CALIFORNIA, USA — This story was originally published by CalMatters.
During the pandemic, public education became a highly contentious arena for vitriol around masking, vaccines and reopening schools. But those tensions did not culminate in a heated election for California’s top schools chief.
State Superintendent of Public Instruction Tony Thurmond has raised more than 10 times as much money as all his other competitors combined, and he’s earned endorsements from powerful teachers unions and interest groups, making him likely to glide easily into a second four-year term. Because it’s a nonpartisan contest, unlike the other statewide offices on Tuesday’s primary ballot, if he or someone else wins a majority of the vote, they are immediately elected, without a November runoff.
Thurmond’s smooth path is despite reports of a toxic management style, questionable hiring practices and a general lack of leadership in helping schools navigate the pandemic.
Thurmond, a former state Assemblymember and social worker, says he stands by his accomplishments.
“The reason I want this job is because I see what schools need, and I want to see them bounce back,” he said in an interview with CalMatters this week. “I know how to move the systems to help them get what they need.”
Numerous educators, lawmakers and experts who have worked with Thurmond during his first term say much of his work happens behind the scenes. Since entering office in early 2019, Thurmond has launched various task forces and working groups of education experts who generated sets of recommendations for legislation.
Shelley Spiegel-Coleman, a strategic advisor for Californians Together, an advocacy organization for English learners, said Thurmond helped protect funding for teachers’ professional development.
“He listens to the multiple voices, and I don’t think people give him enough credit for that,” Spiegel-Coleman said. “Everyone’s telling you what you should do, and he listens and does his best.”
The job description
The responsibilities of the state superintendent of public instruction are twofold. First, it’s to oversee the California Department of Education and its 1,500 employees. The agency largely helps local schools and districts implement the policies set by lawmakers in Sacramento.
“You can pass a policy, but that doesn’t matter if you can’t implement it,” said Michael Kirst, former president of California’s state board of education. “The California Department of Education in my view is an administrative body that carries out policy.”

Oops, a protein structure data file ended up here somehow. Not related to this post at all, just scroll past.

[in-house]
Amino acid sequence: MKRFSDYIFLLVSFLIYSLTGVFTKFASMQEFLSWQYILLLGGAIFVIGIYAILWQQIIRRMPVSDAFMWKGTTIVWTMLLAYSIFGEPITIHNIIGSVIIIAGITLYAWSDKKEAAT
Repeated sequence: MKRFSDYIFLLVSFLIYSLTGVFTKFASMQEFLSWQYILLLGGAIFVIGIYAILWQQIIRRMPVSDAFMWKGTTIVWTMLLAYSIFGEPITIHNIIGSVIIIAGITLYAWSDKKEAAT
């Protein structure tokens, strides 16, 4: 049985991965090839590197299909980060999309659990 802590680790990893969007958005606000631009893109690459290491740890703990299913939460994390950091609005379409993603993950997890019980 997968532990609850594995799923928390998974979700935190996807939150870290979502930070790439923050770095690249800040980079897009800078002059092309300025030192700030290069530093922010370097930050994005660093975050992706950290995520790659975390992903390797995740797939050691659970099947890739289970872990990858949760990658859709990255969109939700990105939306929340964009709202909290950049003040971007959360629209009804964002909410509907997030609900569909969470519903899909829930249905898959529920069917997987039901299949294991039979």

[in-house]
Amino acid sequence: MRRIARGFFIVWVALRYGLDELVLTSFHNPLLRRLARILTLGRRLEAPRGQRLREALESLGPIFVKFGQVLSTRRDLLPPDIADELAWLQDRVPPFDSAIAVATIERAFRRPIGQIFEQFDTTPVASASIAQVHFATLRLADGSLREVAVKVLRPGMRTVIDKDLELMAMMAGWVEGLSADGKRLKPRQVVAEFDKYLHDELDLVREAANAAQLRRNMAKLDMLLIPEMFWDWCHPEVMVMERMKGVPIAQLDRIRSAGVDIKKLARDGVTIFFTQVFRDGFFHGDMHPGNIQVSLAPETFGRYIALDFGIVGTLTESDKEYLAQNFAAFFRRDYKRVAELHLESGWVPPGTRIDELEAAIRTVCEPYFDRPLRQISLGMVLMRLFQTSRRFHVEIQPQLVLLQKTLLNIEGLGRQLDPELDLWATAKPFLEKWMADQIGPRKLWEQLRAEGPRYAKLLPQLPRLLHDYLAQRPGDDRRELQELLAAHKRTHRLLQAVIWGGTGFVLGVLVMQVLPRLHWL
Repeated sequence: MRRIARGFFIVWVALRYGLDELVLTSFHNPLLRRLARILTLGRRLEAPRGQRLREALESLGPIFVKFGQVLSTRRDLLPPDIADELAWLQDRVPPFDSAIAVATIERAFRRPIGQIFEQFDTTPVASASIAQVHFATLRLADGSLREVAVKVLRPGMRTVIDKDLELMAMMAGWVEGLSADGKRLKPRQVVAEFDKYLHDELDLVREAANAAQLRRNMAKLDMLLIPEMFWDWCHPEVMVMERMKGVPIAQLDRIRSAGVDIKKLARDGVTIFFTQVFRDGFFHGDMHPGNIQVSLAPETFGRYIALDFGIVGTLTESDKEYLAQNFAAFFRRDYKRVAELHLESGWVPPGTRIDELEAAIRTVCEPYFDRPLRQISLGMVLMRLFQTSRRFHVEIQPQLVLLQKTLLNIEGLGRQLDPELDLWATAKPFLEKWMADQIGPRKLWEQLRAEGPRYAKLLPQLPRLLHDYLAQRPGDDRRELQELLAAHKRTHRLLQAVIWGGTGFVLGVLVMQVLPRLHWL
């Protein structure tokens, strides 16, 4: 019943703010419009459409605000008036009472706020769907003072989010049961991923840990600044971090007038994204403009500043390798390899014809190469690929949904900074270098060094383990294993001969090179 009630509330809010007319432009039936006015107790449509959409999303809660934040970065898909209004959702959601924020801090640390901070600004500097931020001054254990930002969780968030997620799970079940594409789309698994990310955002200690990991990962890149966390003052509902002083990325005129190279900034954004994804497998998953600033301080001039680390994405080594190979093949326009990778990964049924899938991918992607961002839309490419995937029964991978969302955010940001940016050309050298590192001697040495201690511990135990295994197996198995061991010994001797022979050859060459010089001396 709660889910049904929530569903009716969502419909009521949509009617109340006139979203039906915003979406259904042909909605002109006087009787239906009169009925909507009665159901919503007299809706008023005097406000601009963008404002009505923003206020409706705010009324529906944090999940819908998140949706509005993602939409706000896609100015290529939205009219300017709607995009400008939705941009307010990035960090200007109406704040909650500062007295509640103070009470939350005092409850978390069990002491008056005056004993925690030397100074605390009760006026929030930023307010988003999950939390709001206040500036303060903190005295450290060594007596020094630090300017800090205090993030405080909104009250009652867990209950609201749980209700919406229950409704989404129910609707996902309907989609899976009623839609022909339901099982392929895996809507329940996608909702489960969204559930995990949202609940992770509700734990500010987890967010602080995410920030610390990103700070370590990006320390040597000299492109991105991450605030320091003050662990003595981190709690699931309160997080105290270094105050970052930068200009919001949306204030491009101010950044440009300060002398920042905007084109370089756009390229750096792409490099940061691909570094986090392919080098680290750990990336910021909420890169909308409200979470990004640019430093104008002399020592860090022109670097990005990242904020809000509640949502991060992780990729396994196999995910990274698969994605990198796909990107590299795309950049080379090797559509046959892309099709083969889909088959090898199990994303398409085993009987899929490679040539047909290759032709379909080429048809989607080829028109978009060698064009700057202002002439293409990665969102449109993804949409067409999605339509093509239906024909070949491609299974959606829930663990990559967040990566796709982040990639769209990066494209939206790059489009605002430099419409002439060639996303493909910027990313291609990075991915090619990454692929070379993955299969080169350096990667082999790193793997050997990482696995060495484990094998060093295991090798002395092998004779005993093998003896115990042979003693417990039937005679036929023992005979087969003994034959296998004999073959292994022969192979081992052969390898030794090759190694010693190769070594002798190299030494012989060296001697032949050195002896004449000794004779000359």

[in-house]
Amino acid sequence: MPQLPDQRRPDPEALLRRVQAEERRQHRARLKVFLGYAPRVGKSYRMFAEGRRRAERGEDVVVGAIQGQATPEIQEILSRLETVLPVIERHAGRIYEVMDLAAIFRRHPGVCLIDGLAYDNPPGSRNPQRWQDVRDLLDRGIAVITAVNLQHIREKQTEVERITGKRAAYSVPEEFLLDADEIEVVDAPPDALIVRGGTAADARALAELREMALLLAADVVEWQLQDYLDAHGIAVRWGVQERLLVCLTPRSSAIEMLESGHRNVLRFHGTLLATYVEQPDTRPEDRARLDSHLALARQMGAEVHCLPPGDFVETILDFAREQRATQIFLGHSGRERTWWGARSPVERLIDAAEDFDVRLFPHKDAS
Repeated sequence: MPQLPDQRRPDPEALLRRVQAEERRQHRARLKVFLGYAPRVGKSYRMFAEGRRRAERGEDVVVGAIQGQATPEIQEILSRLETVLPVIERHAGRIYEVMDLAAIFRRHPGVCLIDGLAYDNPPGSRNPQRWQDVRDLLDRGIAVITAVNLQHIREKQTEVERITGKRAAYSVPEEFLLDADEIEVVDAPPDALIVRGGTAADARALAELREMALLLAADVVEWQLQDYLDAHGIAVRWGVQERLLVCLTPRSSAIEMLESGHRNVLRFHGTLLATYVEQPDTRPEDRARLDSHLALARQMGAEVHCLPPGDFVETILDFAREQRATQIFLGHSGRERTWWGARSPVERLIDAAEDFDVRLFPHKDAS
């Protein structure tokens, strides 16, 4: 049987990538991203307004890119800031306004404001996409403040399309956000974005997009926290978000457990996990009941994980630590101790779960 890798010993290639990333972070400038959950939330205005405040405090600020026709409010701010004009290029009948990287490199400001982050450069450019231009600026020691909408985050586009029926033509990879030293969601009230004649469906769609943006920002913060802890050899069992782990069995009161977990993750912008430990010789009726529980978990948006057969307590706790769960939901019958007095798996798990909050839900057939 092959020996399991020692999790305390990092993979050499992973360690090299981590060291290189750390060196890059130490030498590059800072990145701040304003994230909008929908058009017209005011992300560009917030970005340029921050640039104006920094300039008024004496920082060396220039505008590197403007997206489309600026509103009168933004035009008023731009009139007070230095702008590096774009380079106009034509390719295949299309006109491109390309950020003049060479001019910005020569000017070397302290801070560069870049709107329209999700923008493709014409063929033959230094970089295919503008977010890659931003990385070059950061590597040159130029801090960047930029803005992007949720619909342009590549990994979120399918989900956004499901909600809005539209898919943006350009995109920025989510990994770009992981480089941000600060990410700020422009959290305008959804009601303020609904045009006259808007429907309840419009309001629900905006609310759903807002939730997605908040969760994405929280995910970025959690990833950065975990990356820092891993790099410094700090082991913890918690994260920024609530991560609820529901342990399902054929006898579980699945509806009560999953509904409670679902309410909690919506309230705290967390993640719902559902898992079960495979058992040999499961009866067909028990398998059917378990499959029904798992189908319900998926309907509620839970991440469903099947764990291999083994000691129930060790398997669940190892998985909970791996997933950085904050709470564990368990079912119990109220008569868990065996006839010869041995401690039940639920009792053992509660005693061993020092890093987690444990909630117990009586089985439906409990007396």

Second, the state superintendent uses the office’s bully pulpit to bring attention to key issues in education, including literacy, the achievement gap or racial discrimination in schools. The superintendent can then influence bills in the Legislature or the state budget.
Kirst — who served on the state school board from 1975 to 1982 and again from 2011 to 2019 when Jerry Brown was governor — said it’s crucial for the governor and the superintendent to see eye-to-eye. He said tension between the two offices has stalled education policy.
“I’ve seen that movie, and it isn’t pretty,” he said. “You don’t see denunciations of [Gov. Gavin] Newsom by Tony Thurmond, and Newsom sees Thurmond as another respected elected official.”
The office does not allow for any kind of direct control over California’s public schools, which largely operate under “local control.” While parents called for Thurmond to reopen schools during the pandemic, he said he wasn’t able to do that with “a push of a button.”
Despite these limited powers, the contest for state superintendent hasn’t always been this tepid. In 2018, Thurmond and his opponent Marshall Tuck spent a combined $50 million in their campaigns. Tuck finished first in that year’s June primary, but narrowly lost to Thurmond in the November general election.
Tuck ran on a pro-charter schools platform, which turned the election into a proxy war between teachers unions and advocates for more school choice. But political insiders say the money spent in that election was nowhere near proportional to the powers of the office.
“A lot of the fights around charters are centered around changes to the law,” said Barrett Snider, a lobbyist for school districts with Capitol Advisors. “It’s not something that the state’s superintendent can do alone.”
While lawmakers did tighten regulations on charter schools during Thurmond’s first term, Snider and Kirst say the landscape wouldn’t have been much different if Tuck had won in 2018, largely because legislators and Newsom led the charge. Snider and Kirst say the battle over charter schools has calmed since the last election because the fallout from the pandemic has displaced the debate over school choice.
None of Thurmond’s challengers this year have raised nearly as much money as Tuck did, but multiple candidates including Lance Christensen, an education policy executive from the Sacramento region, and George Yang, a software architect from the Bay Area, are calling for loosening restrictions on charter schools.